Thunderstorms Pass Through New England, Prompting Weather Alerts

Stronger storms will have the potential to produce isolated pockets of damaging wind gusts in southern New England Monday

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Flash flood warnings and severe thunderstorm warnings were in effect in much of New England Monday afternoon.

See a list of severe weather warnings in your area.

After a busy weekend of thunderstorms, more arrived on Monday, though none had been expected to be as widespread or as strong around the Boston metro area as they were Sunday. 

The heart of Monday’s disturbance aloft, instigating the new thunderstorms, will be moving across northern New England. The strongest storms will most likely be seen in northern Vermont, northern New Hampshire and especially central Maine from Lewiston to Bangor. 

All of New England has seen a marked uptick in humidity, however, with dew point temperatures climbing to around and over 70 degrees. This makes for an oppressively humid feeling, representing a bounty of available energy for thunderstorms to feed off of, particularly when coupled with high temperatures of 85 to 90 degrees Wednesday afternoon. 

Feeble sea breezes and a nearly calm ocean will make for a great beach day Monday, though any storms that develop across the interior hills of New England will migrate east. Beach-goers should keep an eye to the western sky during the late afternoon to early evening.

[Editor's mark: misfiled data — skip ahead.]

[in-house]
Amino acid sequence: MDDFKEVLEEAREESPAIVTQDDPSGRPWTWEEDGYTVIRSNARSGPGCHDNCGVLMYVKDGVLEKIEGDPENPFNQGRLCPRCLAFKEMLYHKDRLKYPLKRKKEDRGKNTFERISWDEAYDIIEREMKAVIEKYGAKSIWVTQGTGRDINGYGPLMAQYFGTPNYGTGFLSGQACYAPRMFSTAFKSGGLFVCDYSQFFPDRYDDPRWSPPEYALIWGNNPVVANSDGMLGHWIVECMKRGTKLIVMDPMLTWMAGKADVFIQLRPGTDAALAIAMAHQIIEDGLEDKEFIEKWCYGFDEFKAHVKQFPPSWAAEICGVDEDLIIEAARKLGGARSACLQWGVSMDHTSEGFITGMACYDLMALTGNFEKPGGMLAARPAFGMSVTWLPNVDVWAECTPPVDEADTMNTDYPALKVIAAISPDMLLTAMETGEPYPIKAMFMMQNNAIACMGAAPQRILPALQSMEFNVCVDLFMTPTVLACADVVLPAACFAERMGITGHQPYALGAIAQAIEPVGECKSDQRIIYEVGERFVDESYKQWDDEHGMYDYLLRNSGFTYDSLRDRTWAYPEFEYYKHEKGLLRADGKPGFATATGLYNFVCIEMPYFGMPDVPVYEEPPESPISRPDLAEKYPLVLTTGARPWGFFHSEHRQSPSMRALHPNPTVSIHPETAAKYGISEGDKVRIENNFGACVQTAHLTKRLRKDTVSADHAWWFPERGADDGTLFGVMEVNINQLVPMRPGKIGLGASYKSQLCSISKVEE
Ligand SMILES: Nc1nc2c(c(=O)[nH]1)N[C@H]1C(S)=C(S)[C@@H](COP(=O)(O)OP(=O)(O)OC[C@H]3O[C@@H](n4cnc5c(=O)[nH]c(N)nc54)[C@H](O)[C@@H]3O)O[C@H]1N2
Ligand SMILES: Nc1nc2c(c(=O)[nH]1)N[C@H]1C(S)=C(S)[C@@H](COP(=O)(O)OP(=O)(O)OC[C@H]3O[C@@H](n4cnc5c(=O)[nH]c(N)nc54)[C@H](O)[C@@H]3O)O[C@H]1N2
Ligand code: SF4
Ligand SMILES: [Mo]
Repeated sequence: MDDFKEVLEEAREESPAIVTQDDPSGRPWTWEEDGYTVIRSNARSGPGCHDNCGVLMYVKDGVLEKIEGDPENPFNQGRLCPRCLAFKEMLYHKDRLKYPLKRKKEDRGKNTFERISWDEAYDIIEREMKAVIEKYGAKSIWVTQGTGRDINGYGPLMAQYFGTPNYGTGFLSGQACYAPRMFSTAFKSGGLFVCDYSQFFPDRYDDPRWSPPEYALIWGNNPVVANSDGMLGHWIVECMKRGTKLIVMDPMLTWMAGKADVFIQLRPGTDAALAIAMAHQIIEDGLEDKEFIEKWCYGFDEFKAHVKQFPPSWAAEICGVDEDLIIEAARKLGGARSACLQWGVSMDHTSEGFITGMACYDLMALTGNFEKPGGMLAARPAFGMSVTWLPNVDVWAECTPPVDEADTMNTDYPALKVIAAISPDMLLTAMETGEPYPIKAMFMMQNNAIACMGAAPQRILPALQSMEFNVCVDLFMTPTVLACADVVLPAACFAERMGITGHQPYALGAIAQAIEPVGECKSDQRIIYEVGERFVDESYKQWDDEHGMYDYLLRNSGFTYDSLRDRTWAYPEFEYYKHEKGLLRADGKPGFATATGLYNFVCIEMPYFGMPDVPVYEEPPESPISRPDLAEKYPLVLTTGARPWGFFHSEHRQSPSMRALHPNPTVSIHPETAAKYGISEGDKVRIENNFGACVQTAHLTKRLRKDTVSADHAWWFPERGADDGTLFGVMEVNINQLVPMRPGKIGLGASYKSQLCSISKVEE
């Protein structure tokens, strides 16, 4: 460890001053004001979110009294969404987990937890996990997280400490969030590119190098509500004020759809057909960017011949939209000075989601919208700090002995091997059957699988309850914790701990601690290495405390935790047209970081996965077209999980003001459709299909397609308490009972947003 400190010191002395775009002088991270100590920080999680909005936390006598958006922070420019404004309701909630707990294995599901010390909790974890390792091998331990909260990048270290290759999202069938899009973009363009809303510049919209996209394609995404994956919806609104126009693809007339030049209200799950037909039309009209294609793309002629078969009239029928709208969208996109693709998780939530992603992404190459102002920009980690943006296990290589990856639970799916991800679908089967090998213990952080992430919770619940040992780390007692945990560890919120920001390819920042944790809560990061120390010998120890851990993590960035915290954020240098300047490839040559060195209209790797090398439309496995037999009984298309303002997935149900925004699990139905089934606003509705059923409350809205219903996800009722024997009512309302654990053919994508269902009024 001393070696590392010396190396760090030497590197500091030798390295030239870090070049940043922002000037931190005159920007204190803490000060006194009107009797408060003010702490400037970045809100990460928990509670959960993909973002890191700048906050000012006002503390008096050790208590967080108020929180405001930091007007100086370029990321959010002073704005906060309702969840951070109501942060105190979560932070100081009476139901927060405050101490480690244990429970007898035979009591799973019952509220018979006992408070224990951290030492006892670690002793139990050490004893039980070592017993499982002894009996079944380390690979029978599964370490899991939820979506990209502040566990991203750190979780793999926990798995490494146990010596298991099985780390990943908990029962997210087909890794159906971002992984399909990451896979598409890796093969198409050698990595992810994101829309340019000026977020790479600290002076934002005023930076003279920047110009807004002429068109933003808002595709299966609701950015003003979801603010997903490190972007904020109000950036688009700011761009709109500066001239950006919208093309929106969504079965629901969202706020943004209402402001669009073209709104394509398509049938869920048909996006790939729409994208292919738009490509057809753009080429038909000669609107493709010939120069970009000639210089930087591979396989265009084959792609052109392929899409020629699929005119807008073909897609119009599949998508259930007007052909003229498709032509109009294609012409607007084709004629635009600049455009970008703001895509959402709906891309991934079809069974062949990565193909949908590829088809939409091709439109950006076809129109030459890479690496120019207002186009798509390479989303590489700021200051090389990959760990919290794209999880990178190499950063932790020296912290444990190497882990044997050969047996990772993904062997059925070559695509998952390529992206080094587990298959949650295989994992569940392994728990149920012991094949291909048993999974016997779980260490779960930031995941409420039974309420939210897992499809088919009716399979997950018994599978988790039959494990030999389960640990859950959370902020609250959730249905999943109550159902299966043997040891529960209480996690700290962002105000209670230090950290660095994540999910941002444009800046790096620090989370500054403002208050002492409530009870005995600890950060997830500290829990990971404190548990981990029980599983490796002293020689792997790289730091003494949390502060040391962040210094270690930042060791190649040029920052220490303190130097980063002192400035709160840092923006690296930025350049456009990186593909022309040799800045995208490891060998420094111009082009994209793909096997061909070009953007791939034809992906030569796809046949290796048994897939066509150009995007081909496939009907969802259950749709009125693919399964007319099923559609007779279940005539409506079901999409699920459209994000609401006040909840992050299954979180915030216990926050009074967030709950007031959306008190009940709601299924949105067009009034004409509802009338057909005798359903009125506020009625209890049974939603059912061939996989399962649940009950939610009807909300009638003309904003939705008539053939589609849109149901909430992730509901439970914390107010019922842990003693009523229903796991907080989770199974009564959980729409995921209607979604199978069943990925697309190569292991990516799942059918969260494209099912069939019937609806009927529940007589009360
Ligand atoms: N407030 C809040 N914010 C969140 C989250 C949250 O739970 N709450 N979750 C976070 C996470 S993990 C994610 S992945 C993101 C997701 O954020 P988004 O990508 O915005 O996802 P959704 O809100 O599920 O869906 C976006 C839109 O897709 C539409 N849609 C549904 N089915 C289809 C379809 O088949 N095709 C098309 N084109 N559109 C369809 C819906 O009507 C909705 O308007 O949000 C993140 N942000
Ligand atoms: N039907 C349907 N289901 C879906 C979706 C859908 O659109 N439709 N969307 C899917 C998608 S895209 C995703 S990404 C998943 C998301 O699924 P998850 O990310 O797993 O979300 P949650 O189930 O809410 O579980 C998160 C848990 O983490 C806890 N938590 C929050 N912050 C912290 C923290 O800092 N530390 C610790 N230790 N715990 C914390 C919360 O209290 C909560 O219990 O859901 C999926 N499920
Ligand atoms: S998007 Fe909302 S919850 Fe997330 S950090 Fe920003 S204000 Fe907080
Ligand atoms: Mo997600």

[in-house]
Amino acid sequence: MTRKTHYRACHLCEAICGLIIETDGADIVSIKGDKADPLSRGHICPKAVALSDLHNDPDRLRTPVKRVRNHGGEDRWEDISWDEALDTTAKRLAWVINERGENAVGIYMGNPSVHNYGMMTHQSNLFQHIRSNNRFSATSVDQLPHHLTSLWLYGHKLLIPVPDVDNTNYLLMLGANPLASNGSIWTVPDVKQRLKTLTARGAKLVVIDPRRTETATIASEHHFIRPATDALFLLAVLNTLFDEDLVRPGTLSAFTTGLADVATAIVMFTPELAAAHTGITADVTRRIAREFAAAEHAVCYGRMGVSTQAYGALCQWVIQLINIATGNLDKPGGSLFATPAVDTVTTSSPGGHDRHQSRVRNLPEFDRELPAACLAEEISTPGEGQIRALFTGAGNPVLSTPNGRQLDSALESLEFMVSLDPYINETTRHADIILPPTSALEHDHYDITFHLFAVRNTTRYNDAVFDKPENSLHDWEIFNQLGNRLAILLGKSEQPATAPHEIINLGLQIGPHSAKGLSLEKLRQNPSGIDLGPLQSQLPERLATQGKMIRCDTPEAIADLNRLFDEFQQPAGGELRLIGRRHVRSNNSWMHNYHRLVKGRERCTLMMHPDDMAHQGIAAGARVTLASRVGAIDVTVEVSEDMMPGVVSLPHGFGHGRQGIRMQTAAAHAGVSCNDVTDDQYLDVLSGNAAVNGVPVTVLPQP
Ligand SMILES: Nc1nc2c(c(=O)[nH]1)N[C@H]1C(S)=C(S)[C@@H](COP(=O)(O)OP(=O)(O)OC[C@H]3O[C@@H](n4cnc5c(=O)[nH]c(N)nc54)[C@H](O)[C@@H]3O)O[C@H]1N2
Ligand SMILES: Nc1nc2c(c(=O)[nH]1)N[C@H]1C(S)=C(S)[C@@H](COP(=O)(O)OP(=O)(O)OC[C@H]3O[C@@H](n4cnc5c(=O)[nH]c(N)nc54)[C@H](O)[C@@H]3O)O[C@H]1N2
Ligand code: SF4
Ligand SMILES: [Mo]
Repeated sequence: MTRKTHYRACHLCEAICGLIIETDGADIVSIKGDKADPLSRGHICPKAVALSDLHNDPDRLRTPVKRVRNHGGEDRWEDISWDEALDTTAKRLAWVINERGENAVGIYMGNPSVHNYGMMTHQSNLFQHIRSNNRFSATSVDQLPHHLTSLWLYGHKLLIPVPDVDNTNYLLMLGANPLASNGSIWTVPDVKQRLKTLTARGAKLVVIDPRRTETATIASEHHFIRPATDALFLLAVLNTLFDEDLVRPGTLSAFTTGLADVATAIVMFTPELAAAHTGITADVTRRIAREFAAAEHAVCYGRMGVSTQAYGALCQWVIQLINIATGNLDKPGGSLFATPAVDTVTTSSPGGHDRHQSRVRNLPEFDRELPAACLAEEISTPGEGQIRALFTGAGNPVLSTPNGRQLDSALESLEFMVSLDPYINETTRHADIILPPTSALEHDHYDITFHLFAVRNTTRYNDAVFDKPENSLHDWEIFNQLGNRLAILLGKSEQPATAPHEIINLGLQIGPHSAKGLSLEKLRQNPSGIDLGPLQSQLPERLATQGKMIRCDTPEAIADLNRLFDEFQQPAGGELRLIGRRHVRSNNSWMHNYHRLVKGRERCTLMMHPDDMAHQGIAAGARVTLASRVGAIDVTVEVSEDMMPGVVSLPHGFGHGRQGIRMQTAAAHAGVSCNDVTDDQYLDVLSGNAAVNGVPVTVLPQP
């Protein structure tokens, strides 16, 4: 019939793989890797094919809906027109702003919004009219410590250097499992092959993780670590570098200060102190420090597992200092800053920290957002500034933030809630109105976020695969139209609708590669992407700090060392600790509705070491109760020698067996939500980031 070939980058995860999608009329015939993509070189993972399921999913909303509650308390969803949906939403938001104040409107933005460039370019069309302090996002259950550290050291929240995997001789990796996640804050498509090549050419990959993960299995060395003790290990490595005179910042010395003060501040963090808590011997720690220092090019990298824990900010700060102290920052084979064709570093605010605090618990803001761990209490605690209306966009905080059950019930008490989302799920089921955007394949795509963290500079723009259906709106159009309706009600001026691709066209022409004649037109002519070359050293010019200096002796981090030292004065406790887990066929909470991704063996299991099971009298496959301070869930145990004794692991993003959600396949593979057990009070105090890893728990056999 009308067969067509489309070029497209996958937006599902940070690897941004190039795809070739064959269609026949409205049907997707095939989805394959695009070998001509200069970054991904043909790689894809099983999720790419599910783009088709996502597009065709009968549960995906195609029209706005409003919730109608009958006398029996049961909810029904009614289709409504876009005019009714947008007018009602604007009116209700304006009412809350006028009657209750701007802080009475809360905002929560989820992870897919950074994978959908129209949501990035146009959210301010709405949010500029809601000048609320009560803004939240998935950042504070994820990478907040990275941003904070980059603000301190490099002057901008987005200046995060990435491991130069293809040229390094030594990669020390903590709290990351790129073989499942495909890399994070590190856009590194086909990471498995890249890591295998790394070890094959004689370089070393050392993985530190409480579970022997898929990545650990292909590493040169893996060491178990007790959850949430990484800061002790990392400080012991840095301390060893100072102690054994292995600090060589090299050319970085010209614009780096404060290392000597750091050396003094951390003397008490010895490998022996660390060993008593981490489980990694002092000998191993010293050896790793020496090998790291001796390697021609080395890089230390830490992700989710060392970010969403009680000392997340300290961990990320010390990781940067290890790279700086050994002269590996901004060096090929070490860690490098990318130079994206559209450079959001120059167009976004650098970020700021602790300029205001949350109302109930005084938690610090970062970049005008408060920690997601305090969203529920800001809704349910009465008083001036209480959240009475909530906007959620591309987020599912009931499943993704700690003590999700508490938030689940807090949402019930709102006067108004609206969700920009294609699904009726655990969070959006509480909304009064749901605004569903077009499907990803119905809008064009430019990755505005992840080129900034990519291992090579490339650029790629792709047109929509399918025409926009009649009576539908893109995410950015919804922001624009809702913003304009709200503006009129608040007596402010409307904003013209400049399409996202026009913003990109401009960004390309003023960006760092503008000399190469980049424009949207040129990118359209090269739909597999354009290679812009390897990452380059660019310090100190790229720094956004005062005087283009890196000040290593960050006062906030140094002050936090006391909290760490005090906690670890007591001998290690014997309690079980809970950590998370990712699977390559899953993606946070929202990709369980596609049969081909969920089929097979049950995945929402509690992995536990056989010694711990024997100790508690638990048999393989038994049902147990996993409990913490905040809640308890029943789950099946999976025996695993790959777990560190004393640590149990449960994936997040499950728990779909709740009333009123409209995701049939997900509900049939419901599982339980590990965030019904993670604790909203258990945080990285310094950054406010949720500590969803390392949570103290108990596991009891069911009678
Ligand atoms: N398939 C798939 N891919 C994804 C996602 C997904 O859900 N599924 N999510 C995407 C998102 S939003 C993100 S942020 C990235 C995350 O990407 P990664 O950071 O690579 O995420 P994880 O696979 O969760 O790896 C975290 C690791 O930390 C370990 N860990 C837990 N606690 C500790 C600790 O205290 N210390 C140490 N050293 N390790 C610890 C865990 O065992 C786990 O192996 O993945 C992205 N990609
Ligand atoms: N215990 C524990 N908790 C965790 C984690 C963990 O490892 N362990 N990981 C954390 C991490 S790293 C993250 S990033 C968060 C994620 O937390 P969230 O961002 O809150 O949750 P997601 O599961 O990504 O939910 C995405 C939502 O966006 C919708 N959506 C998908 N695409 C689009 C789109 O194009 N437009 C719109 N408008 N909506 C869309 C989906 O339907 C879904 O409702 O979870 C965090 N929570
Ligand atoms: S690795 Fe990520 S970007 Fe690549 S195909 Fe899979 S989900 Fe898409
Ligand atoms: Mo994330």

Any storms that develop should drop some locally heavy downpours given the abundant humidity. The stronger storms will have the potential to produce isolated pockets of damaging wind gusts in southern New England and perhaps a bit more widespread in a corridor of central Maine from Lewiston to Bangor. 

Storms end after dark and skies clear for a time, until patchy fog and low-altitude clouds fill back in owing to the humidity. Another day of heat and humidity is forecast Tuesday with afternoon thunder. A distinct cold front should usher in much less humid, cooler, delightful air starting Tuesday night and continuing with fresh air and sunshine on Wednesday. 

Most of Thursday is likely to stay dry. By Thursday night, Friday and Saturday, an incoming disturbance from the west will increase the chance of showers.

Depending on the eventual track of now-Tropical Storm (forecast to become a Category Two hurricane) Laura, some of those showers may be enhanced by available tropical moisture input from the south. The track of Friday’s approaching storm center will determine just how warm we get, but either way, the rest of the exclusive First Alert 10-day forecast holds temperatures in the 70s for most of us.

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